I travel, primarily for work, but I am not a Happy Traveler, and most everything about the experience makes me extremely anxious, including the seemingly simple event of leaving home. But my new book, Book Lust To Go: Recommended Reading for Travelers, Vagabonds, and Dreamers, is filled with accounts of great explorations, novels set in countries other than the U.S., histories and pure armchair travel.
So, in one way of looking at it, I am the entirely wrong person to write a book recommending travel books. But, in fact, I am probably one of the best people to write this kind of book, because all my life I have been a virtual traveler — through books — to places far and near. Here's an eclectic and eccentric list of some of my favorite travel books.
Adele & Simon
By Barbara McClintock, hardcover, 40 pages, Farrar, Straus and Giroux, list price: $16
When Adele picks up her younger brother Simon from school, he starts out with his hat, gloves, scarf, sweater, coat, knapsack, books, crayons and a drawing of a cat that he did that morning. But as their walk home progresses — with slight detours at two museums and a pastry shop, a stop to watch a parade and a puppet show, acrobats and a sword swallower — gradually many of Simon's possessions disappear.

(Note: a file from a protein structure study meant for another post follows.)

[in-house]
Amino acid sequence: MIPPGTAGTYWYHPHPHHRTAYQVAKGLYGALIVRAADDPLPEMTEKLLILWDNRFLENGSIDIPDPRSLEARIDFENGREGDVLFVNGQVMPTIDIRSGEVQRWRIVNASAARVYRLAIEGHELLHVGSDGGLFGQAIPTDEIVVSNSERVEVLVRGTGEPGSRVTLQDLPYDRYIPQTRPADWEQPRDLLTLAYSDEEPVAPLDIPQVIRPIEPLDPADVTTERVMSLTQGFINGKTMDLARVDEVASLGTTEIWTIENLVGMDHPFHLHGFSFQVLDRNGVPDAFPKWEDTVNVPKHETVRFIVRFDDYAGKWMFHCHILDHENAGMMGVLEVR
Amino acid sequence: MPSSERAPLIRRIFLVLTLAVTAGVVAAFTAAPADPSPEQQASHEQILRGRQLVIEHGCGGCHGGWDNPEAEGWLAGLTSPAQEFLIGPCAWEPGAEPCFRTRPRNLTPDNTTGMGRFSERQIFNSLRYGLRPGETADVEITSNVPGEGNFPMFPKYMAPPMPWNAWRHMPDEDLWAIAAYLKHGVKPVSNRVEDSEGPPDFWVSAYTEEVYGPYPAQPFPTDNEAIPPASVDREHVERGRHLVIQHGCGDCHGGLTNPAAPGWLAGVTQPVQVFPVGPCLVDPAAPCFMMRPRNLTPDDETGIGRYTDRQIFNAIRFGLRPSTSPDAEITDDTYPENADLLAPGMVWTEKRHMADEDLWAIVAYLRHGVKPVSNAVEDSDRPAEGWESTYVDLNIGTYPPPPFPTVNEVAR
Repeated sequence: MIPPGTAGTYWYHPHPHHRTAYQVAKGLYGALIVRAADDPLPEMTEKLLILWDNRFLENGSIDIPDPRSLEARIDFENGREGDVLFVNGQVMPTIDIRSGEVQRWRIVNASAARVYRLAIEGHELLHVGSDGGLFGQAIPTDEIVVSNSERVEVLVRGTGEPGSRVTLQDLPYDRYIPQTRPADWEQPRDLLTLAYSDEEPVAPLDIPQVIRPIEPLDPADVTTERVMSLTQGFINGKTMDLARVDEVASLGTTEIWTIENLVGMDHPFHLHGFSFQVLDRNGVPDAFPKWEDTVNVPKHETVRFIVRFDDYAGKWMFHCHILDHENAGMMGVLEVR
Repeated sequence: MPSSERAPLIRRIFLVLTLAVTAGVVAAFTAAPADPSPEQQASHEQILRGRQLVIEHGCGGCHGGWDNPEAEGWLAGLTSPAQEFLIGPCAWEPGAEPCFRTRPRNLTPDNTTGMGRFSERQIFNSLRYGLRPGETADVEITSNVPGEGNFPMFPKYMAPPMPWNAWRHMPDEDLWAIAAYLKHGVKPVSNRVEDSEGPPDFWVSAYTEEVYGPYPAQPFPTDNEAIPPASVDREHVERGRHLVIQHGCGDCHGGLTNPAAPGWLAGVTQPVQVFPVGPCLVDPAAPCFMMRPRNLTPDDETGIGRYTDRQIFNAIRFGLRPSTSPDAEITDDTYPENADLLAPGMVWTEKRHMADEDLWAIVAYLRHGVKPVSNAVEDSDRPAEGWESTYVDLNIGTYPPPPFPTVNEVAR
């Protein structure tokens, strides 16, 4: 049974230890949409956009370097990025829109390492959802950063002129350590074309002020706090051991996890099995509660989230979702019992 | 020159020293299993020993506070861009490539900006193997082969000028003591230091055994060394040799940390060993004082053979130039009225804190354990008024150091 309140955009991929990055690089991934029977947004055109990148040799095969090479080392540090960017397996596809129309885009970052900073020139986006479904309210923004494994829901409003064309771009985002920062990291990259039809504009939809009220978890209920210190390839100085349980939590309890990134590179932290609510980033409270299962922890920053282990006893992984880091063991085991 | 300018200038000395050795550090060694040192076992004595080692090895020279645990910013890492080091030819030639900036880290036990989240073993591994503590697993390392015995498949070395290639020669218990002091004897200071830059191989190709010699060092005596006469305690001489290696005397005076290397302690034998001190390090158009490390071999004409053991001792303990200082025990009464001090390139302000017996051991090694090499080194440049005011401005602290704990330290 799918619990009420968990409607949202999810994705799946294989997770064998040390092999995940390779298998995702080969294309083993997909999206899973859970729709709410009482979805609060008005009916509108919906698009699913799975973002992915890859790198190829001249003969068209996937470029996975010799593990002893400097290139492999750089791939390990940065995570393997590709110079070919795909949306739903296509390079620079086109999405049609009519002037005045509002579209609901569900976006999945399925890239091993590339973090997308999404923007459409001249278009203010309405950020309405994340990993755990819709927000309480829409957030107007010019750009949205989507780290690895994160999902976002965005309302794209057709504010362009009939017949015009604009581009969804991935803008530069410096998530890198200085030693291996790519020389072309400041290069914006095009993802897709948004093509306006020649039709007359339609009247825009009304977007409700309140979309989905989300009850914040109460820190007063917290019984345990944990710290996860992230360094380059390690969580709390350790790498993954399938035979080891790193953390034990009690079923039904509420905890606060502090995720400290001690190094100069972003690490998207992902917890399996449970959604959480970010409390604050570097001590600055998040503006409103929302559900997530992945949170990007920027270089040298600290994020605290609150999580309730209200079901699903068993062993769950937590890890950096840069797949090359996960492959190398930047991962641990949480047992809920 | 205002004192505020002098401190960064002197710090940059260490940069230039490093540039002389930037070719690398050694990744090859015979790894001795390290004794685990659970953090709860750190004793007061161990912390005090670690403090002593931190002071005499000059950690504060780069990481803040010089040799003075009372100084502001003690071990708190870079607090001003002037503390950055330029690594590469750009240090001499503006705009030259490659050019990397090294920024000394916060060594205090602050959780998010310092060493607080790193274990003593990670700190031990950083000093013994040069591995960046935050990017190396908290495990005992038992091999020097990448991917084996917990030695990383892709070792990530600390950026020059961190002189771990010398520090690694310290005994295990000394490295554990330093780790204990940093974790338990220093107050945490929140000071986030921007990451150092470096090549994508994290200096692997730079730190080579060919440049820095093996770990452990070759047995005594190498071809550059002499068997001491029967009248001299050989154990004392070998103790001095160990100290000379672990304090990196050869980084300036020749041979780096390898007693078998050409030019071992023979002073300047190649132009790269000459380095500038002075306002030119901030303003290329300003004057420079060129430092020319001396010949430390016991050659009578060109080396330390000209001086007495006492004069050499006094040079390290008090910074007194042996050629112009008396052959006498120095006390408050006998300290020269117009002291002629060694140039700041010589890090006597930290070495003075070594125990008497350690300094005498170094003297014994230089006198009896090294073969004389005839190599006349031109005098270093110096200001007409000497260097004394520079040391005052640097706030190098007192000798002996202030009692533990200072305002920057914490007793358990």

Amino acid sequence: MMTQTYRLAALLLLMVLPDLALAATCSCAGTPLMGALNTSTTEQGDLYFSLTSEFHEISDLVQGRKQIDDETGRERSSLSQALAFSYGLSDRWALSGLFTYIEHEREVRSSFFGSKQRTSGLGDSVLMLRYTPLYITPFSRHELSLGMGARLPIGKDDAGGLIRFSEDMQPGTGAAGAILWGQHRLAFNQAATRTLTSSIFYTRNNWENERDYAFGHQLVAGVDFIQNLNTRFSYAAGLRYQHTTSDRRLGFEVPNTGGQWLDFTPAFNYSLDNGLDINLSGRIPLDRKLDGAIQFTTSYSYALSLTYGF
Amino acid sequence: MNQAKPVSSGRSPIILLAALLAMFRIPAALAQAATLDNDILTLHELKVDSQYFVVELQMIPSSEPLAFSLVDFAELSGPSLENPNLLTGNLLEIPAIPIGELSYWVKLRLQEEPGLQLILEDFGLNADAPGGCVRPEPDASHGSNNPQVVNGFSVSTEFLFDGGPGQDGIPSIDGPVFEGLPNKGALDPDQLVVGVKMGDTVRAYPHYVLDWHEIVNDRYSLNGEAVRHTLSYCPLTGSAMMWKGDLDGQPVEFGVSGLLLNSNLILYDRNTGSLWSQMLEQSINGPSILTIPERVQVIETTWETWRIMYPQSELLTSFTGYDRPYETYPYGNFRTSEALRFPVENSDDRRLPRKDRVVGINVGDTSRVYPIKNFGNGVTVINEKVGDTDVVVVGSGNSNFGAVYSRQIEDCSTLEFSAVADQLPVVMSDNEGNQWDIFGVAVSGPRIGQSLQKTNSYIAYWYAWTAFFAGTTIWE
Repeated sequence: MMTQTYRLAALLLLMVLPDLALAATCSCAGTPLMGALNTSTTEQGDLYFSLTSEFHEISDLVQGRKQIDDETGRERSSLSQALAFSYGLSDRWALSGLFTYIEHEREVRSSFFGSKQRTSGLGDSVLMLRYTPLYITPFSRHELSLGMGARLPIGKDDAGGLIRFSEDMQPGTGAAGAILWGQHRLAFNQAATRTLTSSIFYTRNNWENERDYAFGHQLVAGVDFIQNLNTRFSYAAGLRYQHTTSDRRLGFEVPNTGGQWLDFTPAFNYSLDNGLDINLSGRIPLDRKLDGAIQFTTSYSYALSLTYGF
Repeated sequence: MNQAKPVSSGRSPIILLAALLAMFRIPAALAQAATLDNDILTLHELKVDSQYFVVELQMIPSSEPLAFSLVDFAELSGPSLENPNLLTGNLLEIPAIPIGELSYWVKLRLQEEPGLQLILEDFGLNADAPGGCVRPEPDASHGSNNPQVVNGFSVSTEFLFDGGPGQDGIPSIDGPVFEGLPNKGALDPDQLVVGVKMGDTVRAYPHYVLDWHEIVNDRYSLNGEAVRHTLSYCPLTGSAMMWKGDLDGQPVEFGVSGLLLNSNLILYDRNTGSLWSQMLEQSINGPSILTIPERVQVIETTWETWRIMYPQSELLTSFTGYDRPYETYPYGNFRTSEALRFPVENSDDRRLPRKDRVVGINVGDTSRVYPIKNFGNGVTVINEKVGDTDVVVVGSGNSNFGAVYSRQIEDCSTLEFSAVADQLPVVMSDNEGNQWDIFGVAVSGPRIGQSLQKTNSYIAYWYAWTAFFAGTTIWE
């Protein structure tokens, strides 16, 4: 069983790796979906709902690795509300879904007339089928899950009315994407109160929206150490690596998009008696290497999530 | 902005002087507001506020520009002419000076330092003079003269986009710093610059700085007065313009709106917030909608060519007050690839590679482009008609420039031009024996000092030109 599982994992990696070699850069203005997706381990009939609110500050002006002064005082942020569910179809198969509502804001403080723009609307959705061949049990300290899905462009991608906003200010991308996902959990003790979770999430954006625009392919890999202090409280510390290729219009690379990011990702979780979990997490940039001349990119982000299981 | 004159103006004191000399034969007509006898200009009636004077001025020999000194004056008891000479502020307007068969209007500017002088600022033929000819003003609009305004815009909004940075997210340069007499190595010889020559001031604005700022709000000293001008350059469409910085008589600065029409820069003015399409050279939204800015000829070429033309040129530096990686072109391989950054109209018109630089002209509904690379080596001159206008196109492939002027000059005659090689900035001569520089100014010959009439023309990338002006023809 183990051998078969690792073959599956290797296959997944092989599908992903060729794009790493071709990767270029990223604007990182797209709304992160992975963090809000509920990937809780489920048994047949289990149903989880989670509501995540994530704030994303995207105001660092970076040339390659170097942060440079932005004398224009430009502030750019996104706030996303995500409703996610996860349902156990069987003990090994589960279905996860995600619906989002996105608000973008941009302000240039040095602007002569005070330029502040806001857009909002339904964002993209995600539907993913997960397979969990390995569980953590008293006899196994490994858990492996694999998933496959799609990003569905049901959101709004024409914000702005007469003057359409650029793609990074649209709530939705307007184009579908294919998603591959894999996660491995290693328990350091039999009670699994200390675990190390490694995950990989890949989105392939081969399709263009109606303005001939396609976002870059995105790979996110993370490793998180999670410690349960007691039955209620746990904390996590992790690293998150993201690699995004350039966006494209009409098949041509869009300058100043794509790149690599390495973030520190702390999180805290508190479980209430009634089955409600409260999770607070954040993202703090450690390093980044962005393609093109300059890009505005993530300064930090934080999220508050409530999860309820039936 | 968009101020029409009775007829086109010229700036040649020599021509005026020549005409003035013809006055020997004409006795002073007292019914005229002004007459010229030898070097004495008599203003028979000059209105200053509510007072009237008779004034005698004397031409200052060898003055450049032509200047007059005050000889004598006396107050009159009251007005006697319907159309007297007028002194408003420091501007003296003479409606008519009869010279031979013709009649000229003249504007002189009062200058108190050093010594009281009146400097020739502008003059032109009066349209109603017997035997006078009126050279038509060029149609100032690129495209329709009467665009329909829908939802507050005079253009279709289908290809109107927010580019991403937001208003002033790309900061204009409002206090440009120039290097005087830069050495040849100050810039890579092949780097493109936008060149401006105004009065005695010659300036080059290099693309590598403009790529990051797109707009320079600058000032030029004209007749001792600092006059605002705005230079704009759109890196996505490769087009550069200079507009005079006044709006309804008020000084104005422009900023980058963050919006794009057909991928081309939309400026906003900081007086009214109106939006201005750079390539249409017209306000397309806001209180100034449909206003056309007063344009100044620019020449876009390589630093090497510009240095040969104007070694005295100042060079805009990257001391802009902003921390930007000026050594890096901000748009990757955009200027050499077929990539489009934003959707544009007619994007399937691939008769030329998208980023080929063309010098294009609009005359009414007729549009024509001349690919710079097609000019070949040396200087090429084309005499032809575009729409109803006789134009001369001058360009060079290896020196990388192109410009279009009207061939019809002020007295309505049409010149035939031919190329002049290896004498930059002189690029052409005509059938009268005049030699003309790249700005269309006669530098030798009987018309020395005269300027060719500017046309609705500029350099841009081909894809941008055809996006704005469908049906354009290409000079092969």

How they're returned to Simon will delight young readers of Barbara McClintock's Adele & Simon. There's a map from a 1907 edition of Baedeker's Paris and Environs on the endpapers showing the children's route home and a guide to the illustrations at the close of the book.
The detailed and intricate pen-and-ink illustrations are filled in with soft watercolors and if you look closely, you'll find McClintock has introduced some familiar characters from another beloved picture book set in France in the early 20th century ...
Map of the Invisible World
By Tash Aw, hardcover, 336 pages, Spiegel & Grau, list price: $25
Tash Aw's brilliant novel Map of the Invisible World explores the lure of home and family. It takes place in 1965, during a particularly bloody crackdown on Dutch citizens in Sukarno's Indonesia. Karl, who moved back to his island home from a sojourn in America, is arrested by the Indonesian police. Margaret, an American professor who knew Karl in the U.S., and Adam, his adopted son, both travel to Jakarta to search for him.